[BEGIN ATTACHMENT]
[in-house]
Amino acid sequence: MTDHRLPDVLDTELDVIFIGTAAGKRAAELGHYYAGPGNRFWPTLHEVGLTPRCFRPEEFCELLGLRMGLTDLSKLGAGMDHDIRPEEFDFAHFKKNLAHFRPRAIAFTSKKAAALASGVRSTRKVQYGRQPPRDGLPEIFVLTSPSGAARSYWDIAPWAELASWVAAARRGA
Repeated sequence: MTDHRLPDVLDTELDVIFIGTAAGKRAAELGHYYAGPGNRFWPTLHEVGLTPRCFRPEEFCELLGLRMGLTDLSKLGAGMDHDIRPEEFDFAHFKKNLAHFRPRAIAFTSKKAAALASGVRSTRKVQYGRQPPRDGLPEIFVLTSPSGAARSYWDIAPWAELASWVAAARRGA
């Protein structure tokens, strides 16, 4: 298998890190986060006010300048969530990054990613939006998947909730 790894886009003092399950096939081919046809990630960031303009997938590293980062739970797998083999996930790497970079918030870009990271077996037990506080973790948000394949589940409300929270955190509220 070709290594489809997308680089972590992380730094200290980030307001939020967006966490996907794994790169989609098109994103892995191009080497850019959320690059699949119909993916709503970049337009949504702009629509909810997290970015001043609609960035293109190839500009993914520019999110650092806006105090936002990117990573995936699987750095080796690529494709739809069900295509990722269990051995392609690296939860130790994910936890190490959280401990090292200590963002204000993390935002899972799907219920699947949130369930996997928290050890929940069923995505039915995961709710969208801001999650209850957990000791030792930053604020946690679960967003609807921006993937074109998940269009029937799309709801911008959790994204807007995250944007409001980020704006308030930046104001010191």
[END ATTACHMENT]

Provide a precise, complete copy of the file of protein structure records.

[in-house]
Amino acid sequence: MTDHRLPDVLDTELDVIFIGTAAGKRAAELGHYYAGPGNRFWPTLHEVGLTPRCFRPEEFCELLGLRMGLTDLSKLGAGMDHDIRPEEFDFAHFKKNLAHFRPRAIAFTSKKAAALASGVRSTRKVQYGRQPPRDGLPEIFVLTSPSGAARSYWDIAPWAELASWVAAARRGA
Repeated sequence: MTDHRLPDVLDTELDVIFIGTAAGKRAAELGHYYAGPGNRFWPTLHEVGLTPRCFRPEEFCELLGLRMGLTDLSKLGAGMDHDIRPEEFDFAHFKKNLAHFRPRAIAFTSKKAAALASGVRSTRKVQYGRQPPRDGLPEIFVLTSPSGAARSYWDIAPWAELASWVAAARRGA
């Protein structure tokens, strides 16, 4: 298998890190986060006010300048969530990054990613939006998947909730 790894886009003092399950096939081919046809990630960031303009997938590293980062739970797998083999996930790497970079918030870009990271077996037990506080973790948000394949589940409300929270955190509220 070709290594489809997308680089972590992380730094200290980030307001939020967006966490996907794994790169989609098109994103892995191009080497850019959320690059699949119909993916709503970049337009949504702009629509909810997290970015001043609609960035293109190839500009993914520019999110650092806006105090936002990117990573995936699987750095080796690529494709739809069900295509990722269990051995392609690296939860130790994910936890190490959280401990090292200590963002204000993390935002899972799907219920699947949130369930996997928290050890929940069923995505039915995961709710969208801001999650209850957990000791030792930053604020946690679960967003609807921006993937074109998940269009029937799309709801911008959790994204807007995250944007409001980020704006308030930046104001010191």